Some time ago I purchased a Skil belt sander, model 1205H. It was more expensive than some other brands and models, but the representative assured me that it was a good quality machine, designed to last, and that in my extremely light hobby use it should be reliable for my lifetime. So I shelled out the money and bought it.
Unfortunately the machine did not last. It had only about 50 hours of use, spread out over several years, when its internal fan broke. I immediately stopped the machine, to avoid further damage, and took it apart to see what could be done.
The fan was shattered in three pieces. Close inspection showed that in addition, the parts were crisscrossed by hairline cracks. Clearly a case of poor quality plastic! So I went to a nearby store which carries spare parts for such machines. When I showed the clerk my shattered fan, he smiled and commented "It's from a Skil, right?" I confirmed that, hoping that the next second he would pull out the exact spare part from some of his many drawers. Unfortunately, that was not so. Instead he asked me in to his workshop, and showed me a big cardboard full of disassembled Skil 1205H belt sanders. All had broken fans. He said that all the Skil machines broke down in this way, and that it was impossible to get spare parts. He advised to throw away the machine and buy some other brand.
But I'm not inclined to throw away a machine consisting of a powerful motor, electronic controller, belt drive, gear train, several ball bearings, housing, and lots of other stuff, just because a ridiculous plastic fan broke after 50 hours of use! Even the carbon brushes were still like new! So I went to the store where I had bought the machine, to ask for help.
At that place I was told that Skil of course had a spare parts
service in Chile, with branches in every major city, including mine. I
got the address, and went there, my broken fan in hand. Once I found the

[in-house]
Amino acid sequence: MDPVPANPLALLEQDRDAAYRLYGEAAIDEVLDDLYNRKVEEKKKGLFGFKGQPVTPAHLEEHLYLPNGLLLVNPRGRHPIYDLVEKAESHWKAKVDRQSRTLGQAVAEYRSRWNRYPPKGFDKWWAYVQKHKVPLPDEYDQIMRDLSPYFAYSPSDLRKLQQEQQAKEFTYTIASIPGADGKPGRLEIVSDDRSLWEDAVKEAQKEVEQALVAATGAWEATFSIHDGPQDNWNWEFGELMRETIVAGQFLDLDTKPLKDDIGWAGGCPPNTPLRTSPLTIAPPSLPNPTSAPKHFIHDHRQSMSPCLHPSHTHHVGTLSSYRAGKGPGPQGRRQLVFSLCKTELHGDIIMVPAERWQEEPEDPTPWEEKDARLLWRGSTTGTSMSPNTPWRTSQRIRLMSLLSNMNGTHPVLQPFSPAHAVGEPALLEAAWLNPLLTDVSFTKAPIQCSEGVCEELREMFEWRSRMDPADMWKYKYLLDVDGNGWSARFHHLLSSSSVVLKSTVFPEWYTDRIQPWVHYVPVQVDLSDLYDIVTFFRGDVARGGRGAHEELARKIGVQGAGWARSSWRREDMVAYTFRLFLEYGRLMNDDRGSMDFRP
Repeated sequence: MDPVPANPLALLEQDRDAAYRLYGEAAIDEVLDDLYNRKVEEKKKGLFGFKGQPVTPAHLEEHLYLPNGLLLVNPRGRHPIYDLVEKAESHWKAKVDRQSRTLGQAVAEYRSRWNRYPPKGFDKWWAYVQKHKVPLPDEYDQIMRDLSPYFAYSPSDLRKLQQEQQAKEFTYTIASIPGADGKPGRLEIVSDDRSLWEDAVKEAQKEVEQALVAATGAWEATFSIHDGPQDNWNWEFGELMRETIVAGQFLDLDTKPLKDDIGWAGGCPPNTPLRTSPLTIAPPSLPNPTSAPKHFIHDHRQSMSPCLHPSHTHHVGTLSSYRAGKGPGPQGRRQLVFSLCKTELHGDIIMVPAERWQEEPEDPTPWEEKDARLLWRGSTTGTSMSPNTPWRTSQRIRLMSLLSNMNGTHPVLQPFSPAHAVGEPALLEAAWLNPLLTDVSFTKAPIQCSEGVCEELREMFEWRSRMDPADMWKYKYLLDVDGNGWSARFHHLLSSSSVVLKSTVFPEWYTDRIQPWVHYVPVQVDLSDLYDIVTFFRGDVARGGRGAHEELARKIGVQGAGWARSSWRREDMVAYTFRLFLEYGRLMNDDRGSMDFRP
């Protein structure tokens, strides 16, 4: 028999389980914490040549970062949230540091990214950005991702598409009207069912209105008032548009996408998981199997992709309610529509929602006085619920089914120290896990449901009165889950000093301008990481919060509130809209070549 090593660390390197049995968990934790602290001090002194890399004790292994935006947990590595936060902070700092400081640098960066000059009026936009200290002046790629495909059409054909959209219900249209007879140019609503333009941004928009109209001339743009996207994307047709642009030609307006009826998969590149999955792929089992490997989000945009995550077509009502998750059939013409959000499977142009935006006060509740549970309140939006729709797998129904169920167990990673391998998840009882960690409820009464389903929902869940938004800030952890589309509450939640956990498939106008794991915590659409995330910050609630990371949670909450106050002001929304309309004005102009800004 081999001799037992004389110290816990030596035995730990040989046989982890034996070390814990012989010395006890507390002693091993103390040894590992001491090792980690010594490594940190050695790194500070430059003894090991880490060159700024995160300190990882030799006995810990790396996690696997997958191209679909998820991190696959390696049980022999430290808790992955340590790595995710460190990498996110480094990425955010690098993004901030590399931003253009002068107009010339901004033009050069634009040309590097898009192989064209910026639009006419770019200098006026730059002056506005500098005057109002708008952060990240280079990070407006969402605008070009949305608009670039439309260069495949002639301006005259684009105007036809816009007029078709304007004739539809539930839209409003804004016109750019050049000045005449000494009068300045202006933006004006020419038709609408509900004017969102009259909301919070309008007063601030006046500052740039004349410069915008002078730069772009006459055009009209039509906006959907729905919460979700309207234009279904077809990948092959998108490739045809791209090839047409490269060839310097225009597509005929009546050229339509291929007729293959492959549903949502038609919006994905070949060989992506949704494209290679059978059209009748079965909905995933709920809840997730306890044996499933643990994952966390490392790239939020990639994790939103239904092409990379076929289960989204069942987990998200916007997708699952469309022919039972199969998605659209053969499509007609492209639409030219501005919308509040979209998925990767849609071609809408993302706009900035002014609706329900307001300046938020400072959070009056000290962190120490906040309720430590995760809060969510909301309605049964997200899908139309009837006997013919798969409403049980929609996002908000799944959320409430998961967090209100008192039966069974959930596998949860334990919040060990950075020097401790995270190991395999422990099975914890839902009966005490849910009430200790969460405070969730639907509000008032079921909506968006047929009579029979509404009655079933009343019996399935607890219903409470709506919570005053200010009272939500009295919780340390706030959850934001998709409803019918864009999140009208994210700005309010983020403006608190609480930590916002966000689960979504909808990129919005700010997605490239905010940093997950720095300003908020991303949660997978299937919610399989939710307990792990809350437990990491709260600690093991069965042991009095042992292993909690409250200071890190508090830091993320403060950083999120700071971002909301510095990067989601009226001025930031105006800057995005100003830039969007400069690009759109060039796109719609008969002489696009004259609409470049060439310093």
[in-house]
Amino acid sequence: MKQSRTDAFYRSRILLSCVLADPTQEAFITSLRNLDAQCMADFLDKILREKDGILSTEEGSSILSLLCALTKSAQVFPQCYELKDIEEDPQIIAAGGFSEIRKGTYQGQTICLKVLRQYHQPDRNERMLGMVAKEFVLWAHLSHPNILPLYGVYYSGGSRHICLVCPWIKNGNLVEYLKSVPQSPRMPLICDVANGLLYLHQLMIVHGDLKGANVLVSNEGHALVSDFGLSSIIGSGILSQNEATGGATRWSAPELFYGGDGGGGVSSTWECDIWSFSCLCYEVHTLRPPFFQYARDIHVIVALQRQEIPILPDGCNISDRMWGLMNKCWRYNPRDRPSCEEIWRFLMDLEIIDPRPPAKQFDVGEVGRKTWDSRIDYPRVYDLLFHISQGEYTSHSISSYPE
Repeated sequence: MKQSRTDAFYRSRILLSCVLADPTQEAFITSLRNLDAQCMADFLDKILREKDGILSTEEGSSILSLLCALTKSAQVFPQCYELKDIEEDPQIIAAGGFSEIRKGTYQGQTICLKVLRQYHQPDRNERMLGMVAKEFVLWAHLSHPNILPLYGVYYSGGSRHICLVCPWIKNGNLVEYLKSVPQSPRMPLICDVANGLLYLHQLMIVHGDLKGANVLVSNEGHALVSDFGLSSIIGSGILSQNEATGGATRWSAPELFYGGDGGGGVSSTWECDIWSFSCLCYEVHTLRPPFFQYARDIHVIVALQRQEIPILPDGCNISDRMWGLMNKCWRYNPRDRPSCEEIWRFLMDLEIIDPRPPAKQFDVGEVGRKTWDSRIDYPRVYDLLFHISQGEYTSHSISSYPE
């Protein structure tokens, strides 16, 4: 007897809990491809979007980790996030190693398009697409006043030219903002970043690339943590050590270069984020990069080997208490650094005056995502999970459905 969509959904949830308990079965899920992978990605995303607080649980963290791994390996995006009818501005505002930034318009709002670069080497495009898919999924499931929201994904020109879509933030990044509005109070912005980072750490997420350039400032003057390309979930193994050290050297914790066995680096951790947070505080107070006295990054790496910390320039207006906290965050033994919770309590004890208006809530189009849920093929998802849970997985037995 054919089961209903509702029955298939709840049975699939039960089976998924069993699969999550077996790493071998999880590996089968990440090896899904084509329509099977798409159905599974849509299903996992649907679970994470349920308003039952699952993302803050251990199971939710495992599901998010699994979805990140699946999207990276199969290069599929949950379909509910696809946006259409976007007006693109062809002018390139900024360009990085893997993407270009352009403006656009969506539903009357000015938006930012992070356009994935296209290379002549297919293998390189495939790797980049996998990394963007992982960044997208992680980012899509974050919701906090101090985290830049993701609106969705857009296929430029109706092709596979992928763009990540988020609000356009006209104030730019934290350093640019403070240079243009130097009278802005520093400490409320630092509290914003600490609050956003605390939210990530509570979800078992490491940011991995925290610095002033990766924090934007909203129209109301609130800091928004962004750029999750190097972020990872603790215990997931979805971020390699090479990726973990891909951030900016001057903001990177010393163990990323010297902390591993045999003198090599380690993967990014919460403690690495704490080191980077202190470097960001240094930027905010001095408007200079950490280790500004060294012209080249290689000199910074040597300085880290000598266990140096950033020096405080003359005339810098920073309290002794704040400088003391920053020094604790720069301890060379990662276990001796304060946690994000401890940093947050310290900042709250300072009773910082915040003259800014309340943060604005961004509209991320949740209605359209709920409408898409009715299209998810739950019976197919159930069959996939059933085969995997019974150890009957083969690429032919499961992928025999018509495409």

address, a friendly salesperson said that she needed the model number of
the machine to locate the correct spare part. OK, no problem. I told her
it was the model 1205H belt sander. She checked the computer, than told
me that I had to be wrong because that model doesn't exist. I told her
I was sure it was the 1205H, but she insisted that such a model did not
So I went home, and grabbed my disassembled machine, complete with its box, which I still had! I took all that stuff back to the store, to show her that indeed it was a Skil 1205H belt sander. She made big eyes, checked again in the computer, and insisted that the model did not show up in her list. Anyway, she told me she would try to order the fan for the 1205H and call me when she had it.
Of course, she never called. So I called, after two weeks. She said she did not remember me nor any order for a Skil 1205H belt sander fan. But she had a special offer on new Skil belt sanders... I told her I would NOT buy an entire new machine just because the little plastic fan in mine broke, and asked her to kindly check again if she could find the spare part. She promised to do her best and call me back.
Do you think she called me back? Well, dear reader, I'm sorry to have
to tell you that she didn't. Instead, a month later I went to the store
again, to get final information on whether there was any hope, or not.
To make the story short, it turns out that Skil does not support this machine
at all. If you need a spare part, that's your problem, sorry.